If marijuana initiative passes, then what?
With federal law making possession, growing or selling of marijuana illegal, it's likely the government will take action.
The question is: Will voters really decide the issue?
Federal law makes it illegal to possess, grow or sell any amount of marijuana.
If voters in Colorado and Oregon also approve similar measures this November, it is unlikely the federal government will simply sit on its hands and watch the drug be sold from storefront businesses.
"When states do that, the federal government will have to take a look and respond," said John McKay, a Seattle University law professor and former U.S. Attorney. McKay has not only endorsed Washington's legalization initiative but has become one of its leading public advocates.
Hugh Spitzer, who teaches state and federal law at the University of Washington's law school, said a growing legalization trend among states could set off a tug-of-war over enforcement of marijuana laws with the federal government.
In part, Initiative 502 would allow people 21 and older to buy an ounce of marijuana from stores regulated and licensed by the state, where it would be taxed at 25 percent.
Currently, state law allows doctors to recommend marijuana for patients with a terminal or debilitating medical condition.
If Washington voters approve the initiative, neither state nor local law enforcement agencies will be charging people with marijuana crimes -- as long as they don't violate the law's provisions, Spitzer said.
"That has no effect on federal laws that make it illegal to possess, grow or sell marijuana," Spitzer said.
Federal officials declined to comment on the initiative or what steps they might take if it passes.
Department of Justice rules prohibit comment on state legislation, including Initiative 502, said Emily Langlie, a spokeswoman for the U.S. Attorney's Office in Seattle.
"To predict how it would play out would be taking a position on the initiative," she said.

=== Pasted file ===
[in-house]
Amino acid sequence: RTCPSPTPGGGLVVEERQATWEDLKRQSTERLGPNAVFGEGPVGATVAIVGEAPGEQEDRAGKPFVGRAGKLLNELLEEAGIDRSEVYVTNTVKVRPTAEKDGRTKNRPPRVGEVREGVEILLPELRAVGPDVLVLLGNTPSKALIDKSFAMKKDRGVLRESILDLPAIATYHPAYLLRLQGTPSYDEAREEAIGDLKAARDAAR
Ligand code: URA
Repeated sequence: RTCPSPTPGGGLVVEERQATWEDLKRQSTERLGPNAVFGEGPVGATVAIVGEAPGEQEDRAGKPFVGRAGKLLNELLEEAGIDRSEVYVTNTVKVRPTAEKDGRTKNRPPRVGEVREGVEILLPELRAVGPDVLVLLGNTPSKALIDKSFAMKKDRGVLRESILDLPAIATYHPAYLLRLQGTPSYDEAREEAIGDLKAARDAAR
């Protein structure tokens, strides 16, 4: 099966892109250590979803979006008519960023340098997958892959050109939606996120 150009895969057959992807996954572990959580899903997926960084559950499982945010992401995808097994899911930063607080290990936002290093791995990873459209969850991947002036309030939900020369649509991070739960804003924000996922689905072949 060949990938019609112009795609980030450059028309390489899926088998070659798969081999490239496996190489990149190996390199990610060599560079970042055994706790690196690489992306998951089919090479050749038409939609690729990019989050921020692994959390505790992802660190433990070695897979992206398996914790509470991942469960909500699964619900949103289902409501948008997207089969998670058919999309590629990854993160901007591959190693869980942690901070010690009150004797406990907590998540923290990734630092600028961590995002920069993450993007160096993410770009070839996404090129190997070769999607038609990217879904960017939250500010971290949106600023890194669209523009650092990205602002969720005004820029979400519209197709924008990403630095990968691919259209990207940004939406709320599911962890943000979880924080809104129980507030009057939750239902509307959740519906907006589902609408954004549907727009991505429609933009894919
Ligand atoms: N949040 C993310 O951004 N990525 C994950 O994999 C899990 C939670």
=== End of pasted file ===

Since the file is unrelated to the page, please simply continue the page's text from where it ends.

The federal Drug Enforcement Administration has a similar stance.
"Marijuana is a violation of federal law and DEA enforces federal law," spokeswoman Jodie Underwood said. "We do not speculate on pending legislation or state law."
Pat Slack, commander of the Snohomish Regional Drug Task Force, said he asked Gil Kerlikowske, Seattle's former police chief and the nation's drug czar, about what steps the federal government might take.
Slack said Kerlikowske told him that no decision has been made because the issue hasn't yet been decided by voters. "In other words, they aren't getting into an 'If the voters do this, we'll do that' game,'" Slack said.
However, in a 2011 letter to Gov. Chris Gregoire, U.S. Attorneys Jenny Durken and Michael Ormsby said that the Department of Justice remains firmly committed to enforcing federal drug laws in all states.
Earlier this month, federal law enforcement officials sent letters to 23 medical marijuana dispensaries in Seattle saying that any businesses within 1,000 feet of schools or playgrounds must shut down within 30 days.
State Rep. Marko Liias moderated a public forum on the marijuana initiative earlier this year in Mukilteo and has since endorsed the initiative. He said he thinks the federal government will take action to halt legalization if voters say yes.
"The federal government would argue that state law conflicts with federal law ... and I think you would see them going to court fairly quickly," he said.
The issue could ultimately be decided by the U.S. Supreme Court, he said.
Yet a majority of Supreme Court justices have shown great respect for the rights of states in the nation's law making system, said Spitzer, who teaches at the UW law school.
The federal government cannot force a state to make marijuana illegal, he said. And it does not have unlimited resources to devote to marijuana prosecutions.
"I think federal law enforcement officials will try to engage in well publicized actions to discourage people from growing and selling marijuana, but they can only do that up to a point," he said.
Spitzer said he sees efforts by states to legalize marijuana as having some parallels with what took place in the late 1920s and early 1930s during the late stages of prohibition.
The federal government relied on state officials to enforce prohibition, he said. Yet some states took action on their own to lift the ban on alcohol.
Washington was among them. Voters approved an initiative to end prohibition in 1932. The federal constitutional amendment repealing prohibition wasn't ratified until December 1933, he said.
If three or four states pass marijuana legalization initiatives "it will be as hard to enforce federal marijuana laws as it was to enforce federal alcohol prohibition laws in 1932 and 1933," Spitzer said.
McKay said he hopes that if states begin passing marijuana legalization laws that the federal government won't interfere with such efforts and that Congress will pass laws freeing states to set policies.
"Congress and the federal government will revise its policies when states revolt against marijuana prohibition," McKay said.
Sharon Salyer: 425-339-3486; firstname.lastname@example.org.
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